Objective: The aim of this study was to investigate diffusion tensor (DT) imaging-derived properties of benign oligemia, true “at risk” penumbra (TP), and the infarct core (IC) during the first 3 hours of stroke onset. Materials and Methods: The study was approved by the local animal care and use committee. DT imaging data were obtained from 14 rats after permanent middle cerebral artery occlusion (pMCAO) using a 7T magnetic resonance scanner (Bruker) in room air. Relative cerebral blood flow and apparent diffusion coefficient (ADC) maps were generated to define oligemia, TP, IC, and normal tissue (NT) every 30 minutes up to 3 hours. Relative fractional anisotropy (rFA), pure anisotropy (rq), diffusion magnitude (rL), ADC (rADC), axial diffusivity (rAD), and radial diffusivity (rRD) values were derived by comparison with the contralateral normal brain. Results: The mean volume of oligemia was 24.7 ± 14.1 mm3, that of TP was 81.3 ± 62.6 mm3, and that of IC was 123.0 ± 85.2 mm3 at 30 minutes after pMCAO. rFA showed an initial paradoxical 10% increase in IC and TP, and declined afterward. The rq, rL, rADC, rAD, and rRD showed an initial discrepant decrease in IC (from-24% to-36%) as compared with TP (from-7% to-13%). Significant differences (p < 0.05) in metrics, except rFA, were found between tissue subtypes in the first 2.5 hours. The rq demonstrated the best overall performance in discriminating TP from IC (accuracy = 92.6%, area under curve = 0.93) and the optimal cutoff value was-33.90%. The metric values for oligemia and NT remained similar at all time points. Conclusion: Benign oligemia is small and remains microstructurally normal under pMCAO. TP and IC show a distinct evolution of DT-derived properties within the first 3 hours of stroke onset, and are thus potentially useful in predicting the fate of ischemic brain.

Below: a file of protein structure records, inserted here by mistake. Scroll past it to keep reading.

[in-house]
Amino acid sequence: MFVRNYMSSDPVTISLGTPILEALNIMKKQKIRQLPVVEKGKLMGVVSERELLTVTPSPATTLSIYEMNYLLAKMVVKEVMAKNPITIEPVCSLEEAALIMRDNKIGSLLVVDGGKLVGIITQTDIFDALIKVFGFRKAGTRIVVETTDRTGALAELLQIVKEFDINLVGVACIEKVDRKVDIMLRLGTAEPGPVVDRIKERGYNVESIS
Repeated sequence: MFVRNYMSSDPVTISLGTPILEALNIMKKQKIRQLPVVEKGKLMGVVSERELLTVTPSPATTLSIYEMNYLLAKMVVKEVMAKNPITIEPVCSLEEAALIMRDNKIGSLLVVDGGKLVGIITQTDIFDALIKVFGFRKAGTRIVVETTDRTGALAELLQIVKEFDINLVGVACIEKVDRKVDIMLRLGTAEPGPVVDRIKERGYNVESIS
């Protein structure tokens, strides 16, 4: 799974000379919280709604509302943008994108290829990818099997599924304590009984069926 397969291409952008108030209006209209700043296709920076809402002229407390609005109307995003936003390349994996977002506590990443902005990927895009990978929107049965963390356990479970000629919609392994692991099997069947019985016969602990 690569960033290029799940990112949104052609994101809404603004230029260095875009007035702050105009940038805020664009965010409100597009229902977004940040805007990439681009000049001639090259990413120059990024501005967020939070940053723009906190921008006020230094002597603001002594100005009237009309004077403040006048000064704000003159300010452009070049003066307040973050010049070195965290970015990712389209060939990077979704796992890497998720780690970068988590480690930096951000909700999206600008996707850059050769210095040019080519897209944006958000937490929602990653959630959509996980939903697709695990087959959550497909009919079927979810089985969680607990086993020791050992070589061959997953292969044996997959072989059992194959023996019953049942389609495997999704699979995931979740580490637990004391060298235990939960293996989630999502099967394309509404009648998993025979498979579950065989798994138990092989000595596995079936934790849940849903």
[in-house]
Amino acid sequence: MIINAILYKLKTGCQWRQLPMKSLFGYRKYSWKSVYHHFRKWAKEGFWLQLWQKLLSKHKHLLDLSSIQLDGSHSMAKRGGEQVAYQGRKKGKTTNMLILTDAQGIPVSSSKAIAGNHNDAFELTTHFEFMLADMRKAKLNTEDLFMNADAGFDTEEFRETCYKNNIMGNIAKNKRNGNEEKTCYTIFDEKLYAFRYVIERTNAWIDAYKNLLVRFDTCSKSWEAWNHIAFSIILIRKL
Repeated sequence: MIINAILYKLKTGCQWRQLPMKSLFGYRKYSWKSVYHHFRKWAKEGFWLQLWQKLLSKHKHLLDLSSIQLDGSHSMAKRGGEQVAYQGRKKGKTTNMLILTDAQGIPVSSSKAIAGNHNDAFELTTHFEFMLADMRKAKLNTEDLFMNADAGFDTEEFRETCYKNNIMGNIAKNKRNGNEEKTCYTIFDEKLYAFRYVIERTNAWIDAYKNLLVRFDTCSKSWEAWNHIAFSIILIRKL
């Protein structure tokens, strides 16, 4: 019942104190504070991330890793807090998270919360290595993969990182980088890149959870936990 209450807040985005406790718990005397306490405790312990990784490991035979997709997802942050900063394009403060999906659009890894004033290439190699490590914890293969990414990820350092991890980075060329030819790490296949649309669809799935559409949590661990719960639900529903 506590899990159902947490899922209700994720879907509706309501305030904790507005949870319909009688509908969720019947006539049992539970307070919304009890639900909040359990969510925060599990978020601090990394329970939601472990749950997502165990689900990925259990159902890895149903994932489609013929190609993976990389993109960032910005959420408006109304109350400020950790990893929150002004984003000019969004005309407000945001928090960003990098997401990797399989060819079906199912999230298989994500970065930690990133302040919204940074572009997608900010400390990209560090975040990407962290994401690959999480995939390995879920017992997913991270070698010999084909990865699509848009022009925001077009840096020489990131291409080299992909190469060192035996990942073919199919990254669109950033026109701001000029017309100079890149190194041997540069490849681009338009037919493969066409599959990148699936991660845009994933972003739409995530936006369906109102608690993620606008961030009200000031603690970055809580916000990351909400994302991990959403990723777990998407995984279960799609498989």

ASJC Scopus subject areas
- Radiology Nuclear Medicine and imaging